If the parties expressly negotiated provisions granting a party with “sole discretion” or “absolute discretion”, the courts will enforce the intention of the parties so long as the grant of such right does not render the contract illusory.

However, even a party having the right to act “in its sole discretion” or decide “in its absolute discretion” cannot exercise the rights conferred in an arbitrary, capricious or unreasonable way.

Sole discretion rights must not render a contract illusory

This means that “sole discretion” rights are limited by a party’s reasonableness in the circumstances and in light of the express wording of the clause.

The interpretation of such rights will be a matter of the express contract language, clarity in scope and overall evaluation of the circumstances.

Sole and absolute discretion vs contractual discretion

It’s important to nuance “sole and absolute” discretion from “contractual” discretion.

To have a sole or absolute contractual right means to have the full and unfettered right to exercise certain rights or perform certain obligations.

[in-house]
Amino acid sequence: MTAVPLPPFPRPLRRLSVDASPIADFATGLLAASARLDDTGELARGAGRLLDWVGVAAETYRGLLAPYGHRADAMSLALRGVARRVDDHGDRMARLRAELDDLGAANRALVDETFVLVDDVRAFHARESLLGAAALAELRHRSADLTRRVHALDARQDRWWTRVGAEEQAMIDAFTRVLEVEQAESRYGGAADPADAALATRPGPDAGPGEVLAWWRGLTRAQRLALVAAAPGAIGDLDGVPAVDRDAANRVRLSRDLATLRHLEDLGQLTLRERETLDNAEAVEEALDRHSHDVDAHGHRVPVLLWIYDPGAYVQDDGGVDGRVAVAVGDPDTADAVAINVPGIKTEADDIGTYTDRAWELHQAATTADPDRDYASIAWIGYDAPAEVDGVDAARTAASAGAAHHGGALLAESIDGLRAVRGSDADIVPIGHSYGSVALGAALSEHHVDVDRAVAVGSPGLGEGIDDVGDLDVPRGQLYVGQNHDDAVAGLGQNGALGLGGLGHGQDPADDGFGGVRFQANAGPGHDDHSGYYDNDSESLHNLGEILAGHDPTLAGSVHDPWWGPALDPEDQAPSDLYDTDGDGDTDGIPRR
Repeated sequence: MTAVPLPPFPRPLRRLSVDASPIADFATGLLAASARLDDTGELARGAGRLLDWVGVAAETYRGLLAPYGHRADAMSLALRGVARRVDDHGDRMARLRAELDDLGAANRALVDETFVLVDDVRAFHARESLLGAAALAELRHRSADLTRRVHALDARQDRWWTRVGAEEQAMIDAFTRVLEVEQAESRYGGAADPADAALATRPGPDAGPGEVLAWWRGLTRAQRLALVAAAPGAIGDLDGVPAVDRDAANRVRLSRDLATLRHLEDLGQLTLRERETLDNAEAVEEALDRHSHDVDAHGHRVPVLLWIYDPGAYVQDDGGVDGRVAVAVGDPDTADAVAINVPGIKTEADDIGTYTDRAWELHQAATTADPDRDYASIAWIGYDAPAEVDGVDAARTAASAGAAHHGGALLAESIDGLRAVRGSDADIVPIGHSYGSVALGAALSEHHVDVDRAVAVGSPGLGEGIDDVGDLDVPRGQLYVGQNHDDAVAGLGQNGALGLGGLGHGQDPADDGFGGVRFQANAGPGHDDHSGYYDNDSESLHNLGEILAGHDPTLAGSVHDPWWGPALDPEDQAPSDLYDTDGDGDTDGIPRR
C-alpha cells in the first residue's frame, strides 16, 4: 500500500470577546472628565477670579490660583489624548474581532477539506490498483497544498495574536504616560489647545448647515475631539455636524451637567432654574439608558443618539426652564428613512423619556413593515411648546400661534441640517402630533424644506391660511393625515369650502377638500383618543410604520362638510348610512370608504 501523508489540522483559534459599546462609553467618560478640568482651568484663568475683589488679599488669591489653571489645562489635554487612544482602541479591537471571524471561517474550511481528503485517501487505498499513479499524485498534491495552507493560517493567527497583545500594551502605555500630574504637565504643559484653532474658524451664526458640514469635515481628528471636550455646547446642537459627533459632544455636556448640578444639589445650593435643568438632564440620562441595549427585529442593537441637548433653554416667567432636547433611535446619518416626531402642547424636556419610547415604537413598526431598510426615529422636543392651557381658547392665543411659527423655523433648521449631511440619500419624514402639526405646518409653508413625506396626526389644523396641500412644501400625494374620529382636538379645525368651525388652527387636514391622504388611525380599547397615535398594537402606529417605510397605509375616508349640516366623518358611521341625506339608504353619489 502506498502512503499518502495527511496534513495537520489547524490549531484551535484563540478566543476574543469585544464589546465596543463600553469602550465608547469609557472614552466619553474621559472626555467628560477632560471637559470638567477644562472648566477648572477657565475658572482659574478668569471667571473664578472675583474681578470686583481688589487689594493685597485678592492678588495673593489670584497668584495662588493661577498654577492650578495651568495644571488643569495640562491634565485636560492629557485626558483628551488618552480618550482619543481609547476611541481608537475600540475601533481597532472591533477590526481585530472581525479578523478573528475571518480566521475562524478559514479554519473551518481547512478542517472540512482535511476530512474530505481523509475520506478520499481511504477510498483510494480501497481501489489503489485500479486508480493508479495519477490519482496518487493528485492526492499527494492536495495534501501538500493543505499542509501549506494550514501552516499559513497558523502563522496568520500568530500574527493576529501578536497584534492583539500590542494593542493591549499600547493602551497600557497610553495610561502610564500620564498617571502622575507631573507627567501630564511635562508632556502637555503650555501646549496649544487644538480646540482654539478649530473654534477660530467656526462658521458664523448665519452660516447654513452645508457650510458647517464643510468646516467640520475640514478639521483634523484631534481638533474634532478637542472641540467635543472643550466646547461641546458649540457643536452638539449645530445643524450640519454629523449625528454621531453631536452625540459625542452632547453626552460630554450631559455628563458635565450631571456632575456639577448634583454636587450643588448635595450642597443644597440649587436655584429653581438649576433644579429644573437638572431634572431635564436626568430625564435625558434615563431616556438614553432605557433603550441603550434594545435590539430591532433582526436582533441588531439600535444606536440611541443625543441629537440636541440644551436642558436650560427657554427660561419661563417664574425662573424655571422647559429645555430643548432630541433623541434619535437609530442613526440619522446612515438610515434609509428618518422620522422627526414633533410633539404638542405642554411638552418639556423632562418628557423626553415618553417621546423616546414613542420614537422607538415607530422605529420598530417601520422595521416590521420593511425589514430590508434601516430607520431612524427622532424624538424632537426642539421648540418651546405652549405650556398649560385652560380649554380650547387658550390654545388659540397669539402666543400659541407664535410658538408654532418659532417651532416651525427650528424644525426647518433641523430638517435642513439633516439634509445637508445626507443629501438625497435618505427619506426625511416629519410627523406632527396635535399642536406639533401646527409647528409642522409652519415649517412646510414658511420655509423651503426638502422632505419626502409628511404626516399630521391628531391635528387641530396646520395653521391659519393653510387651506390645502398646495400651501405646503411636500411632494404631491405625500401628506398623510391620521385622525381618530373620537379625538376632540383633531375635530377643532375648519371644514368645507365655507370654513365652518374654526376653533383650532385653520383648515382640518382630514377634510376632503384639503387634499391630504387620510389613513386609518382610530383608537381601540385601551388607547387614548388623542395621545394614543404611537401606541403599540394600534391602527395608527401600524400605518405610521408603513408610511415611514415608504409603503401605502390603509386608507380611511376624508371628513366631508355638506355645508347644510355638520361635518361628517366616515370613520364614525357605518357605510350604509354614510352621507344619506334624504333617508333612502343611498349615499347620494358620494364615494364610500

A contractual discretion is a situation where a party makes a decision or chooses from a wide range of possibilities or options in such a way that the interests of both parties are taken into account.

A party having absolute rights will have less limitations than a contractual discretion but they must always be exercised in good faith.

Sole discretion vs reasonable discretion

Sole discretion is when a party is solely given the right to decide to act (or not to act), to make an election or exercise a right (or not).

The sole discretion rights involves a party making a decision primarily based on its own assessment and driven by its own evaluation of the circumstances.

A reasonable discretion is when a party is given the right to exercise a discretion but “reasonable” in light of the factual circumstances for both parties.

The concept of reasonable discretion can be linked to the requirement of honesty and good faith

A party cannot exercise a “reasonable discretion” based on ulterior motives

A reasonable discretion is one that a party considers the circumstances, the obligations already executed and what remains to be done and so on.

Deciding what’s reasonable and what’s not is a question of factual circumstances.

For example: